If you plan to perform digital online advertising this election season, be prepared for new changes in transparency and disclosure.

Digital advertising is growth industry. According to the Campaign Legal Center, $1.4 billion dollars were spent on digital ads in 2016, up from just $159.8 million in 2012. While political ads on television require a ‘paid for’ disclaimer, this rule does not currently apply to online ads.

Until now, web advertising in the political realm has been pretty much a free-for-all. That is starting to change as influence of online advertising grows. With recent problems, the face of political digital advertising may need a complete overhaul.

Facebook cracks down

Following the 3,000 Russia-linked political ads that appeared during the 2016 U.S. presidential election, Facebook hopes to curb ad bots and trolls going forward.

Political advertisers will need to provide verification before they can buy and run ads on Facebook. They will need a Page, and a View Ads section within the Pages so users can see what advertising has been purchased. Organizations will have to identify the organization they represent and their location. “Paid for by” information will also be required in the ad itself. Facebook users who click on a disclosure will be able to advertiser information and an explanation of why they saw that particular ad.
 
The new policies are being tested in Canada. They should be implemented in the United States sometime before the 2018 mid-term elections.

Digital transparency goes local

in the absence of Federal action, states and localities have made moves to increase advertising transparency. Both Seattle and Washington state’s campaign finance laws now require disclosure of those providing political ads and the amount of money paid for them.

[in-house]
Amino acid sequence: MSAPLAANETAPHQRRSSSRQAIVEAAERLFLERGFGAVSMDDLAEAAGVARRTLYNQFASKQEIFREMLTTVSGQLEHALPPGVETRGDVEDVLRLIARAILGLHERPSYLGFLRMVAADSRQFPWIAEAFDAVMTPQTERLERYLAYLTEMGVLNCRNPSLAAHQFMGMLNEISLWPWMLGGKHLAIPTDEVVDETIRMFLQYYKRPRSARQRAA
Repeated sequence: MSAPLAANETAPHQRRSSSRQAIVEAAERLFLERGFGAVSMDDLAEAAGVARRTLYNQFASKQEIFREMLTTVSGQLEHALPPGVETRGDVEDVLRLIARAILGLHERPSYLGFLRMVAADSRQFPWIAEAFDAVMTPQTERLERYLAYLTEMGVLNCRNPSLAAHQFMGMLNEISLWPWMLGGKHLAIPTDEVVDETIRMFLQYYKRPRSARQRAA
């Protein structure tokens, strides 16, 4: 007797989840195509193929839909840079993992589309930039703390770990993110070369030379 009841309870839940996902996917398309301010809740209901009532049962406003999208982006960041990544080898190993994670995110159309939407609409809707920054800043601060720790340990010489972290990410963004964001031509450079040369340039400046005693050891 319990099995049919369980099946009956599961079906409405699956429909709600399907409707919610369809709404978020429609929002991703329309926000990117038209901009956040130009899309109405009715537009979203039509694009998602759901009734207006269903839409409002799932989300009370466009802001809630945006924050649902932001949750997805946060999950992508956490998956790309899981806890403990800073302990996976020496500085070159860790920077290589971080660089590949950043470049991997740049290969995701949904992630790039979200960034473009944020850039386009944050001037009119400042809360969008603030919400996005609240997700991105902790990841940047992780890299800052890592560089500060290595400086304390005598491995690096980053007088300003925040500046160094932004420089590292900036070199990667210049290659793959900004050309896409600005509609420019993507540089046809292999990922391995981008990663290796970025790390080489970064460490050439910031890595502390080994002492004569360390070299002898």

Laws like these are the start of states and cities’ attempts to crack down on the secrecy surrounding online political ads.

What does this mean for local campaigns?

Be prepared to provide more organization information with your digital advertising. This includes Facebook ads or Pay Per Click advertising. Keep careful records of your expenditures, the platforms where those ads run, and even the specific ads that you run (copy and creatives). You may need this information at some point in the future.
 
On Facebook, we recommend verifying your campaign page(s). This helps your page appear in search results. It can also provide the basic advertising disclosure requirements.

Other legislative requirements may be on the way. On a Federal level, the Honest Ads Act proposes that online advertising be regulated similarly to print, radio and television. This would require more transparency from Facebook, Twitter and Google about who is paying for political advertisements on their platforms.

Whether new laws pass or not, you can count on social media platforms requiring more information from political advertisers in 2018 and beyond.

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